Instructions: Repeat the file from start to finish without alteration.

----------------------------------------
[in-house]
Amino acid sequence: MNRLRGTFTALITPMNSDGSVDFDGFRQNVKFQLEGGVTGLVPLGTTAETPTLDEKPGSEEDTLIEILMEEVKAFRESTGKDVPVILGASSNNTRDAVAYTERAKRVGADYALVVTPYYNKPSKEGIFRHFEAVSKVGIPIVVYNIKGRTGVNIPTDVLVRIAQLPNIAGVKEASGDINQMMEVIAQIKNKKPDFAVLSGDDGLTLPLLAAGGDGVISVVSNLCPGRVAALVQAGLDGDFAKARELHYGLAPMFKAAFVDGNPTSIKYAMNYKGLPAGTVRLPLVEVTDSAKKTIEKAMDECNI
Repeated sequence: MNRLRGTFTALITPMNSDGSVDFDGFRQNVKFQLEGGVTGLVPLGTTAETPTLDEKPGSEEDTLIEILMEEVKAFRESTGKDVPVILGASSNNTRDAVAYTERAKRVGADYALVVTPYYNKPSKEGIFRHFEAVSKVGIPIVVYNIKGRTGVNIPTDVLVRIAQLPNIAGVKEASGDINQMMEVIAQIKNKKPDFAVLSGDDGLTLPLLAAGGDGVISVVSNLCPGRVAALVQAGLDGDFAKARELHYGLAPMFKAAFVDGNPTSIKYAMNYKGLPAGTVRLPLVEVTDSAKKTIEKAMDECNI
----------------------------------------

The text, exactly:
[in-house]
Amino acid sequence: MNRLRGTFTALITPMNSDGSVDFDGFRQNVKFQLEGGVTGLVPLGTTAETPTLDEKPGSEEDTLIEILMEEVKAFRESTGKDVPVILGASSNNTRDAVAYTERAKRVGADYALVVTPYYNKPSKEGIFRHFEAVSKVGIPIVVYNIKGRTGVNIPTDVLVRIAQLPNIAGVKEASGDINQMMEVIAQIKNKKPDFAVLSGDDGLTLPLLAAGGDGVISVVSNLCPGRVAALVQAGLDGDFAKARELHYGLAPMFKAAFVDGNPTSIKYAMNYKGLPAGTVRLPLVEVTDSAKKTIEKAMDECNI
Repeated sequence: MNRLRGTFTALITPMNSDGSVDFDGFRQNVKFQLEGGVTGLVPLGTTAETPTLDEKPGSEEDTLIEILMEEVKAFRESTGKDVPVILGASSNNTRDAVAYTERAKRVGADYALVVTPYYNKPSKEGIFRHFEAVSKVGIPIVVYNIKGRTGVNIPTDVLVRIAQLPNIAGVKEASGDINQMMEVIAQIKNKKPDFAVLSGDDGLTLPLLAAGGDGVISVVSNLCPGRVAALVQAGLDGDFAKARELHYGLAPMFKAAFVDGNPTSIKYAMNYKGLPAGTVRLPLVEVTDSAKKTIEKAMDECNI